Book review: The Hunger Games and Catching Fire, Suzanne Collins

The Hunger GamesOh boy. Talk about un-put-down-able.

There’s a reason every YA blog on the internet raves about The Hunger Games and its sequel, Catching Fire: they’re cracking reads with an unstoppable narrative thrust. I gobbled both up inside a week.

It’s heart-pounding stuff. Allow me to steal a synopsis from Stephen King:

The yearly highlight in this nightmare world is the Hunger Games, a bloodthirsty reality TV show in which 24 teenagers chosen by lottery fight each other in a desolate environment called the ”arena.” The winner gets a life of ease; the losers get death. Our heroine is Katniss Everdeen (lame name, cool kid), [who] lives in a desperately poor mining community called the Seam, and when her little sister’s name is chosen as one of the contestants in the upcoming Hunger Games, Katniss volunteers to take her place.

Catching FireWhile teenagers battling each other to death has been done to death, Hunger Games proves that a not-so-original premise can nevertheless turn out an original book. I had no idea how the first book would turn out, while the second book has an unexpected twist (spoiler: Katniss and Peeta are forced back in the arena – eek!) that made my insides twist.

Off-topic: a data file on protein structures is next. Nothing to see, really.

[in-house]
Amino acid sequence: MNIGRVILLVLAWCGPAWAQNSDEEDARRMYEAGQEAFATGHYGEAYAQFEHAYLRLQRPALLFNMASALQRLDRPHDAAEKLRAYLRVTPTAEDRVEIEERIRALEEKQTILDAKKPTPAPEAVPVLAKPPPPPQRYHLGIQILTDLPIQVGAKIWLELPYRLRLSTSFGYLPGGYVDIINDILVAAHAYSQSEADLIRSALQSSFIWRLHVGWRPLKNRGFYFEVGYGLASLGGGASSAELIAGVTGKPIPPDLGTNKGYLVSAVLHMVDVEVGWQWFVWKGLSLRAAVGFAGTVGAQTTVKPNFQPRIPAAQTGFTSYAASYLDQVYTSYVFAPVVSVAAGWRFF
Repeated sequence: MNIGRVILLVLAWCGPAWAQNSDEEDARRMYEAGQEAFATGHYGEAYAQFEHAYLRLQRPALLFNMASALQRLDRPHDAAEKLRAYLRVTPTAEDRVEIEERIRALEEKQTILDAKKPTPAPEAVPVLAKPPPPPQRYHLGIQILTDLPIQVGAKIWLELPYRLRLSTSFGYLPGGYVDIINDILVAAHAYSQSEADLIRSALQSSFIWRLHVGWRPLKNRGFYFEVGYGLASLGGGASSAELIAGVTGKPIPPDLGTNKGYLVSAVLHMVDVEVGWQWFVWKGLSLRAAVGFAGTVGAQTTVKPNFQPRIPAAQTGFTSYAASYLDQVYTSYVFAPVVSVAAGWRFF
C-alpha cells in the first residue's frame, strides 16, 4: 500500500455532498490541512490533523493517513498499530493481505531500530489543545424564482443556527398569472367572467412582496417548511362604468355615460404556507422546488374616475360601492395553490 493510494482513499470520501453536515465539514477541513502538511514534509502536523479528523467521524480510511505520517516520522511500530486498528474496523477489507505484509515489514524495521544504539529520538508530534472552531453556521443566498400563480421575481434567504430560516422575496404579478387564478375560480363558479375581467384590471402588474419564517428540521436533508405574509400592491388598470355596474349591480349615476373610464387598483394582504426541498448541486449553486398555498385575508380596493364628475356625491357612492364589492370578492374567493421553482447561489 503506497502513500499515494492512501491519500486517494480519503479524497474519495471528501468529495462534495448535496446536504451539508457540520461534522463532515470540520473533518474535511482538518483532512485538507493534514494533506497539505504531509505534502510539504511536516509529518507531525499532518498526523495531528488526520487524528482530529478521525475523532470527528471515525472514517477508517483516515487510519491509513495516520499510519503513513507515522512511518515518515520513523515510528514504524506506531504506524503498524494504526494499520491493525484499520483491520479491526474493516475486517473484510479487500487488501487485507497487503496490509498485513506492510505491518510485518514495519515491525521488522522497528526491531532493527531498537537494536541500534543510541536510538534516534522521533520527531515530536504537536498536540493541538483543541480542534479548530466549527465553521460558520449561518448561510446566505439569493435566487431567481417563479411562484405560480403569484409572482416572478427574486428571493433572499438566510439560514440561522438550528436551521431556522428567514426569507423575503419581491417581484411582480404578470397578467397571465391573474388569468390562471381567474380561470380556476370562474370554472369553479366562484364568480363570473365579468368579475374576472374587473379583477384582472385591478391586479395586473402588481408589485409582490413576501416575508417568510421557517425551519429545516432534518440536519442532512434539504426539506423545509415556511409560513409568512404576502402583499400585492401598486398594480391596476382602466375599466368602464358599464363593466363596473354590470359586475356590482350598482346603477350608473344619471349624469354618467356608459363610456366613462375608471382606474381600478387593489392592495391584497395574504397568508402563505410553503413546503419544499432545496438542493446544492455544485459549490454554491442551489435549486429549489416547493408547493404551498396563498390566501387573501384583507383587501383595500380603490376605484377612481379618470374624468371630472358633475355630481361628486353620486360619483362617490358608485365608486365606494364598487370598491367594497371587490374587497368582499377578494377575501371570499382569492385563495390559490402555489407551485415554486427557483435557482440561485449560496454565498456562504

Quibbles: Katniss sometimes comes dangerously close to becoming one of those annoyingly perfect heroines who doesn’t realise how perfect she is – she’s great at everything she does, admired by all, has suitors literally willing to die for her, et cetera. The books are saved, I think, by her first-person narration. We’re right inside her head, experiencing the Games with her, and she’s such a trustworthy, capable companion that you can’t help liking her.

And while author Suzanne Collinns’ sparse pose is often employed to brutal effect, she has a tendency to write great action scenes then rush through the links between them. The very worst example of this comes right at the end of Catching Fire (spoiler: when the crux of the rebels’ plan to sabotage the Quell is revealed in a single paragraph of passive speech), and it’s so on-the-nose it might’ve spoiled the whole book if it weren’t for that epic cliffhanger.

If you haven’t read Hunger Games, do so – but wait till August, when the third and final instalment in the trilogy is released. Then you won’t have to wait months and months waiting to find out what happens. Like I will. Aargh.